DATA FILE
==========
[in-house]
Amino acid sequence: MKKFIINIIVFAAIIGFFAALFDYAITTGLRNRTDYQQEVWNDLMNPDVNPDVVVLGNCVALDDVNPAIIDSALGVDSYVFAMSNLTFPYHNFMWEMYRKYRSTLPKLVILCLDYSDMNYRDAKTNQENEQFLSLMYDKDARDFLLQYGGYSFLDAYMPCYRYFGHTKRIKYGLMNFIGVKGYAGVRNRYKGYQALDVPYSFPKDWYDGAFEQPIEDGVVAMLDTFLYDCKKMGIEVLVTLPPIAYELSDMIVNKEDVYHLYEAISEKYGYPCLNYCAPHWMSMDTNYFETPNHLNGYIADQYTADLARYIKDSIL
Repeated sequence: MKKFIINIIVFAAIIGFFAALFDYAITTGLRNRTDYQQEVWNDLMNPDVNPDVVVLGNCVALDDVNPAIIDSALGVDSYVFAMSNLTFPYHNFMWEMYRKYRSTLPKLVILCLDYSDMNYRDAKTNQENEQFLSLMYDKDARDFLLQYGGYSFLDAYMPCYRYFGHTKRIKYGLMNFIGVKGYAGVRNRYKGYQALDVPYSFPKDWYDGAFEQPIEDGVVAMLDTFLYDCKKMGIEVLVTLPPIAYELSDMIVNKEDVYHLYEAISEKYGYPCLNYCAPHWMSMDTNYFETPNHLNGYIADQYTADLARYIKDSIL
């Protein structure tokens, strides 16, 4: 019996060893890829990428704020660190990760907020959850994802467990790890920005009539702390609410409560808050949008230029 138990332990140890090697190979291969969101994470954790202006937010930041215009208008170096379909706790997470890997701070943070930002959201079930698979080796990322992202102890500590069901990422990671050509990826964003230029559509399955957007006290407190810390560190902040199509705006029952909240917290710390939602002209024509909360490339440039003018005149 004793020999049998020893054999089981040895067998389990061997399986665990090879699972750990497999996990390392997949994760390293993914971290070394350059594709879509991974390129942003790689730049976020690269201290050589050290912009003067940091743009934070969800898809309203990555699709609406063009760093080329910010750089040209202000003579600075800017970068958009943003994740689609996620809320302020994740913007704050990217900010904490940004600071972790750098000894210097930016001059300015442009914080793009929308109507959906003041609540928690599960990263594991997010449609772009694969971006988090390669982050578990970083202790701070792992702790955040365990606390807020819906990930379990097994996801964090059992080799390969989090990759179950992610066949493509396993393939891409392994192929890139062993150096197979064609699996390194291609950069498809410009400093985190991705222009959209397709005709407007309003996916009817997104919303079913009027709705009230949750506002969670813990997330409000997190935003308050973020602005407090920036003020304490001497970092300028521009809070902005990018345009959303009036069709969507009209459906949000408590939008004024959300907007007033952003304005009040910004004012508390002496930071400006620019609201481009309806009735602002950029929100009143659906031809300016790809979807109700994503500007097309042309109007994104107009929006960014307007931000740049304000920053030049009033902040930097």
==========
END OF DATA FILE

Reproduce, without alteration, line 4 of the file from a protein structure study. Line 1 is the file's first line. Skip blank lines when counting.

């Protein structure tokens, strides 16, 4: 019996060893890829990428704020660190990760907020959850994802467990790890920005009539702390609410409560808050949008230029 138990332990140890090697190979291969969101994470954790202006937010930041215009208008170096379909706790997470890997701070943070930002959201079930698979080796990322992202102890500590069901990422990671050509990826964003230029559509399955957007006290407190810390560190902040199509705006029952909240917290710390939602002209024509909360490339440039003018005149 004793020999049998020893054999089981040895067998389990061997399986665990090879699972750990497999996990390392997949994760390293993914971290070394350059594709879509991974390129942003790689730049976020690269201290050589050290912009003067940091743009934070969800898809309203990555699709609406063009760093080329910010750089040209202000003579600075800017970068958009943003994740689609996620809320302020994740913007704050990217900010904490940004600071972790750098000894210097930016001059300015442009914080793009929308109507959906003041609540928690599960990263594991997010449609772009694969971006988090390669982050578990970083202790701070792992702790955040365990606390807020819906990930379990097994996801964090059992080799390969989090990759179950992610066949493509396993393939891409392994192929890139062993150096197979064609699996390194291609950069498809410009400093985190991705222009959209397709005709407007309003996916009817997104919303079913009027709705009230949750506002969670813990997330409000997190935003308050973020602005407090920036003020304490001497970092300028521009809070902005990018345009959303009036069709969507009209459906949000408590939008004024959300907007007033952003304005009040910004004012508390002496930071400006620019609201481009309806009735602002950029929100009143659906031809300016790809979807109700994503500007097309042309109007994104107009929006960014307007931000740049304000920053030049009033902040930097």